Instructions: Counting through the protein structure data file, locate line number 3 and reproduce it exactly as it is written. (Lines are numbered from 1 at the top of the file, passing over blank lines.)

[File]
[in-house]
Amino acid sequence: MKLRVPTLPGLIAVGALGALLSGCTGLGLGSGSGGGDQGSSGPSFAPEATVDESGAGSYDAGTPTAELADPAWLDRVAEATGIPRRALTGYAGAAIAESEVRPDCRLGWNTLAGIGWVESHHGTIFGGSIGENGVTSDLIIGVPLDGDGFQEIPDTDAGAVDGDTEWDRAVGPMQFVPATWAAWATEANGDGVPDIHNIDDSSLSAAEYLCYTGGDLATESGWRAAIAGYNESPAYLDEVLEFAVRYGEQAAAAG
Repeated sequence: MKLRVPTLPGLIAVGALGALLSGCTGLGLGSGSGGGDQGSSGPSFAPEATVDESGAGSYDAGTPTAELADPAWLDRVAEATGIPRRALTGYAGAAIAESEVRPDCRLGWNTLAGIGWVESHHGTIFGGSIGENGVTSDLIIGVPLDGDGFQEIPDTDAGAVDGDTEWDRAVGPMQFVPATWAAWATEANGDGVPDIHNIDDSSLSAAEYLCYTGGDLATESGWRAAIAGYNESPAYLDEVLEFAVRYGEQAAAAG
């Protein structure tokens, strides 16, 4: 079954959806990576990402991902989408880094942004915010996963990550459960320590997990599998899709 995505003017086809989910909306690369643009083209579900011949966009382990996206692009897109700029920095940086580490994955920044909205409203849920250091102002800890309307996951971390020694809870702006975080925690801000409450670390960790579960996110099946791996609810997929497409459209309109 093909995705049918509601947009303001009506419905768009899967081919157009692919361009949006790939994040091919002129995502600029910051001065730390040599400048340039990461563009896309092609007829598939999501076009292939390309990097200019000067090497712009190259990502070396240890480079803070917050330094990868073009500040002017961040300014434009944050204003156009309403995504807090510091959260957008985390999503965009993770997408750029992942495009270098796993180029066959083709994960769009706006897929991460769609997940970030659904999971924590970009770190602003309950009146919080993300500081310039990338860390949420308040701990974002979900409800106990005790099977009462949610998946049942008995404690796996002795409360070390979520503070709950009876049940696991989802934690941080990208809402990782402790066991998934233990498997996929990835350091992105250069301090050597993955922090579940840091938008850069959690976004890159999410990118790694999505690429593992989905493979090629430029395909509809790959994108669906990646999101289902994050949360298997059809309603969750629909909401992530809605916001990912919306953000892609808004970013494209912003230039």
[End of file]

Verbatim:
Repeated sequence: MKLRVPTLPGLIAVGALGALLSGCTGLGLGSGSGGGDQGSSGPSFAPEATVDESGAGSYDAGTPTAELADPAWLDRVAEATGIPRRALTGYAGAAIAESEVRPDCRLGWNTLAGIGWVESHHGTIFGGSIGENGVTSDLIIGVPLDGDGFQEIPDTDAGAVDGDTEWDRAVGPMQFVPATWAAWATEANGDGVPDIHNIDDSSLSAAEYLCYTGGDLATESGWRAAIAGYNESPAYLDEVLEFAVRYGEQAAAAG